Cartridge World reaches out to local businesses in environmental effort
November 15, 2009
Steamboat Springs — It's fitting that the two-year anniversary of the local Cartridge World comes on America Recycles Day.
Keith Zimmer, who owns the Central Park Plaza store with his wife, Patty, said last week that the store's efforts to refill local printer and toner cartridges are adding up.
"We've calculated that we've saved 3 1/2 tons of plastic from going into the landfill," he said.
The store opened two years ago today next to Village Inn. Keith Zimmer said they work with about 230 businesses across Northwest Colorado — including some in Craig and Kremmling with the majority in Steamboat Springs — with the goal of helping businesses reduce their expenses and create less trash. And, of course, the goal of turning a profit.
"Instead of buying a new cartridge, you bring a cartridge in to us and we refill it," Keith Zimmer said, adding that they also sell refurbished used cartridges. "Our products are anywhere from 30 to 40 percent less than buying a new cartridge."
The local Cartridge World sells new cartridges, as well. Keith Zimmer pulled an HP 21 cartridge off the rack Tuesday and said it retails for $15.
"We sell them for $9.99," he said. "And it's pretty much across the board that same ratio."
But Keith Zimmer said he hasn't had any backlash from other local cartridge-sellers.
"I send people over to Staples all the time — in a way, it's two very different products," he said. "Our major focus is not selling new cartridges. It's re-manufacturing old ones."
That re-manufacturing occurs in the store's back area, which occupies the majority of the Zimmers' space behind a relatively small public retail section. The back of the store includes an office desk, shelves atop shelves filled with rainbows of ink bottles, and a room entered through heavy dust curtains that contains what Keith Zimmer calls "the black hole" — a filtration system used to clean out toner dust and refurbish cartridges.
The manufacturing area bears all the signs of constant, organized production, indicating that two years into the business, the Zimmers have found their niche.
The Zimmers moved to Steamboat about 10 years ago, while still owning clothing and gift shops in Red Lodge, Mont. The ownership required frequent trips north, Keith Zimmer said.
"We were going back and forth until I opened this store," he said. "We were a customer at one of these in Montana, and we realized what a great business model it was."
Hoping to grow
It's a model they're trying to expand in the region. Keith Zimmer said he and Patty estimate that they refill only 15 to 20 percent of the cartridges at businesses in Steamboat Springs.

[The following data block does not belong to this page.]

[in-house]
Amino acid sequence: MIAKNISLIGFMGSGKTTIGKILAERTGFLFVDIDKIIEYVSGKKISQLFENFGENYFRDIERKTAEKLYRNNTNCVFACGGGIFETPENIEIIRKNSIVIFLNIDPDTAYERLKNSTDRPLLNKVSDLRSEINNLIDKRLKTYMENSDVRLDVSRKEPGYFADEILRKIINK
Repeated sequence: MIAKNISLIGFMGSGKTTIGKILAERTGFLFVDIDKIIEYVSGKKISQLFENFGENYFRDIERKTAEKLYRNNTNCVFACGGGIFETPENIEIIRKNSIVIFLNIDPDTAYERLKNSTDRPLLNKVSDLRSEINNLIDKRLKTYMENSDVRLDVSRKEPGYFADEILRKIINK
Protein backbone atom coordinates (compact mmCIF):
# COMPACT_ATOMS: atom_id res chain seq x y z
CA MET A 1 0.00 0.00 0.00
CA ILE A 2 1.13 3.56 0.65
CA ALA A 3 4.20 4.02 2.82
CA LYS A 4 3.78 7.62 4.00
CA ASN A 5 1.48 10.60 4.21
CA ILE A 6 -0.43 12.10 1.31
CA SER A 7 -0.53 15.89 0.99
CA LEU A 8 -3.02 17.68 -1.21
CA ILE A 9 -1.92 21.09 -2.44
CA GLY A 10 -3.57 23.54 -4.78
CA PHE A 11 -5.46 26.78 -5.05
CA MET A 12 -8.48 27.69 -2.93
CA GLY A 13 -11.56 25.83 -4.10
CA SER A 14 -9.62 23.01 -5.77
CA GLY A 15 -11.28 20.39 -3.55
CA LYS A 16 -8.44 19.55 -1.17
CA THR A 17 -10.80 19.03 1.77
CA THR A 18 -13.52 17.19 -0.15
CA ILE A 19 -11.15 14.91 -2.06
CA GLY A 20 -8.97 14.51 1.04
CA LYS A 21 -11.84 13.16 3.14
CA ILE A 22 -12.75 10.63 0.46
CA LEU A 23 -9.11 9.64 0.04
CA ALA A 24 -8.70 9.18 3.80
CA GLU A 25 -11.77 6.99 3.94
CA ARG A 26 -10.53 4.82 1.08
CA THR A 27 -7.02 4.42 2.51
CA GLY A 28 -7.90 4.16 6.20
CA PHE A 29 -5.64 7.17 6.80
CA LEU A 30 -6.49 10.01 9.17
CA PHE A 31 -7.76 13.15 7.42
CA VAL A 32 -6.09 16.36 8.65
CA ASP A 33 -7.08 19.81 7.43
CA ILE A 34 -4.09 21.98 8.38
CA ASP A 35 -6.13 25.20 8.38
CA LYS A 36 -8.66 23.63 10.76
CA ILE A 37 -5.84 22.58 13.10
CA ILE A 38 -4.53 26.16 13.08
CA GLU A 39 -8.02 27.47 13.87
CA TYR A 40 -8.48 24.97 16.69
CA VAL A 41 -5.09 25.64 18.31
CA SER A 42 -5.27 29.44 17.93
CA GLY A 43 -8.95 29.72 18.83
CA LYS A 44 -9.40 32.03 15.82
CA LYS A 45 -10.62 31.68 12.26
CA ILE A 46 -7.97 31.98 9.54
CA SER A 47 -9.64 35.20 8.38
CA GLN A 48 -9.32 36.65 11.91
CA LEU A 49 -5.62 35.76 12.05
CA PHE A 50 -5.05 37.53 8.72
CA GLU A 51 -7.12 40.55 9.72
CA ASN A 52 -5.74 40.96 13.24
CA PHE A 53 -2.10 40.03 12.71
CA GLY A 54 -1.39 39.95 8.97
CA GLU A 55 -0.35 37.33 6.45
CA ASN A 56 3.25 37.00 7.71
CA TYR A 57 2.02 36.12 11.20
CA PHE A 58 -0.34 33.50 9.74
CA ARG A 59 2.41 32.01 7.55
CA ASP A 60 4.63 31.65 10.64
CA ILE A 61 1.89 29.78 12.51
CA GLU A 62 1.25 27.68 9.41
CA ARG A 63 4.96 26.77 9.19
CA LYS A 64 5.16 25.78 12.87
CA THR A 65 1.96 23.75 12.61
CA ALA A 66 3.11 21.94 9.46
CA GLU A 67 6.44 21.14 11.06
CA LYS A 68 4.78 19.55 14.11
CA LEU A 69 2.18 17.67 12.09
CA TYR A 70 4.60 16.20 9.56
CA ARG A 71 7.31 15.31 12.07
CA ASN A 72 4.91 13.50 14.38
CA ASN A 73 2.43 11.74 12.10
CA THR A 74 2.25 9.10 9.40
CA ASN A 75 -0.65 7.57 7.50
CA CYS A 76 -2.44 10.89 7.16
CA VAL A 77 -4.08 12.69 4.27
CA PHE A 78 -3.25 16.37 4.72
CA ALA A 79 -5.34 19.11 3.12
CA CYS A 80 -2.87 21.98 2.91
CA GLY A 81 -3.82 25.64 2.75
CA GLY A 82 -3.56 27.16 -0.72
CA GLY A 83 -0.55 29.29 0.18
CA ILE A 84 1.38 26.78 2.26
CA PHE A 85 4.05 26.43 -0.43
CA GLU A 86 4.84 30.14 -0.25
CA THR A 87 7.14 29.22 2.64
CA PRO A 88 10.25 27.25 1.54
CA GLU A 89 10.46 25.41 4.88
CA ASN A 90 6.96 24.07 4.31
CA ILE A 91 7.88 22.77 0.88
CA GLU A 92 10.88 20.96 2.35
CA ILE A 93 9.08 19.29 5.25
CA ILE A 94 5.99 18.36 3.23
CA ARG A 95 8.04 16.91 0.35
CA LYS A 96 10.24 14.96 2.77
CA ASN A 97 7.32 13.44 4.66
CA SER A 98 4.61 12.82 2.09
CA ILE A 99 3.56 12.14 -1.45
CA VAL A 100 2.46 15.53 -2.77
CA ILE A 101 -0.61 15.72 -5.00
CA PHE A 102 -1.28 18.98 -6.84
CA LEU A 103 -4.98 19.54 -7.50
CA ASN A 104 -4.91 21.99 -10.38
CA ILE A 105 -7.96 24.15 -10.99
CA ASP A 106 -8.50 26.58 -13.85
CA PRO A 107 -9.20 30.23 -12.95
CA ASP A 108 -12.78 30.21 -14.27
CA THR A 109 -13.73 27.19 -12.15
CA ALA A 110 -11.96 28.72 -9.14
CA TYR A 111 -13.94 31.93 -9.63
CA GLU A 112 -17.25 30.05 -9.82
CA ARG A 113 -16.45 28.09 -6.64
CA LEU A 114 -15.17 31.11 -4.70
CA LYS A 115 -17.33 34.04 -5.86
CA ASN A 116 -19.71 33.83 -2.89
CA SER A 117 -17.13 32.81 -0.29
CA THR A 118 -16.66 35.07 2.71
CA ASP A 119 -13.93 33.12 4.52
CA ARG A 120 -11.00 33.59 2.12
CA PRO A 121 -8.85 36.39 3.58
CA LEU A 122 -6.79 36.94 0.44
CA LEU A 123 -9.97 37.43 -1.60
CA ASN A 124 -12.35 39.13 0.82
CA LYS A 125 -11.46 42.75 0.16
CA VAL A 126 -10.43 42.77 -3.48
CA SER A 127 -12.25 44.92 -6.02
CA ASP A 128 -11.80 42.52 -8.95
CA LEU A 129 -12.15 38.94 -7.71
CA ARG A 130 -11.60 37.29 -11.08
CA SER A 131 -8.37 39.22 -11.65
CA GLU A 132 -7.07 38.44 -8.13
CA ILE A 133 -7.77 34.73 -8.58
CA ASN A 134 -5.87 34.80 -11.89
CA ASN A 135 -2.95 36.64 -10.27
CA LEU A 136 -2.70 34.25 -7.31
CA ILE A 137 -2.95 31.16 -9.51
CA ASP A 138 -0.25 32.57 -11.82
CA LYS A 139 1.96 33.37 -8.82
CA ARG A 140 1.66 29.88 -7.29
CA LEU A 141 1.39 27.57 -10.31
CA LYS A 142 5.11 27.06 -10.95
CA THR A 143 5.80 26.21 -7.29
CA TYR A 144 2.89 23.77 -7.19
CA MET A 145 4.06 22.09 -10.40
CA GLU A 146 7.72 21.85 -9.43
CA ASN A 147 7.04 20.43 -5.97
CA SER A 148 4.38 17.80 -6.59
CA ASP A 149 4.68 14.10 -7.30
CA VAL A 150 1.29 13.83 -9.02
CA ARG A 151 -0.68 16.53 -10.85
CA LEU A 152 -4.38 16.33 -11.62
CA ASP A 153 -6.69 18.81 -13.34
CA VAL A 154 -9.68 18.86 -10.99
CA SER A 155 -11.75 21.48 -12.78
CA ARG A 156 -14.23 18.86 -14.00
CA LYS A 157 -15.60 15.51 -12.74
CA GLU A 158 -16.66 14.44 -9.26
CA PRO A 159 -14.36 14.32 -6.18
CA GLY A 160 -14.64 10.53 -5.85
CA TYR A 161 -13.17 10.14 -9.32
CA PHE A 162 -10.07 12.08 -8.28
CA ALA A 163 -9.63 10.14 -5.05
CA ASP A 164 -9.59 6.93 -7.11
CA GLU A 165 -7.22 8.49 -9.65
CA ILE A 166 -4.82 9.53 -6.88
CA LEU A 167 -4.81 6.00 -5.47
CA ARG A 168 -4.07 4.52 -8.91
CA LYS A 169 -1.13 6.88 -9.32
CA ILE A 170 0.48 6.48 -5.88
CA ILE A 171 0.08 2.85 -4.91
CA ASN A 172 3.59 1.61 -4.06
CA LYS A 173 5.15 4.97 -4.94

"We're just scratching the surface," he said.
Their customers include Steamboat Ski and Resort Corp., this newspaper and many more. The Zimmers also run a Cartridge World recycling program at schools and nonprofit groups including Hayden High School, South Routt schools, Partners in Routt County and the Boys & Girls Club of Craig.
At Steamboat Springs Middle School, student mentor Katie Neiert is continuing a program that collects cartridges from parents and returns them to Cartridge World, where the Zimmers pay for each cartridge they receive.
"The money goes to help fund our Culture Club," Neiert said. "It's the easiest fundraiser in the world."
The Culture Club is an after-school program that introduces students to different cultures from around the world. Last week, for example, Neiert's office contained a pile of Australian didgeridoos made from heavy plastic pipes. The school's Green Team includes about 40 students and also benefits from the cartridge recycling program, Neiert said.
Keith Zimmer said the recession has had a mix of impacts on his business. Some customers are doing less business and thus needing fewer cartridge refills, he said, but others are drawn to Cartridge World to save money in tough times.
Keith Zimmer said he's not planning any huge changes to the business model down the road — his main goal is to add more volume, he said.
"It's grown, but not as fast as I thought it would," he said about the business. "But I'm pleased with it — it's been two years, and we're still here."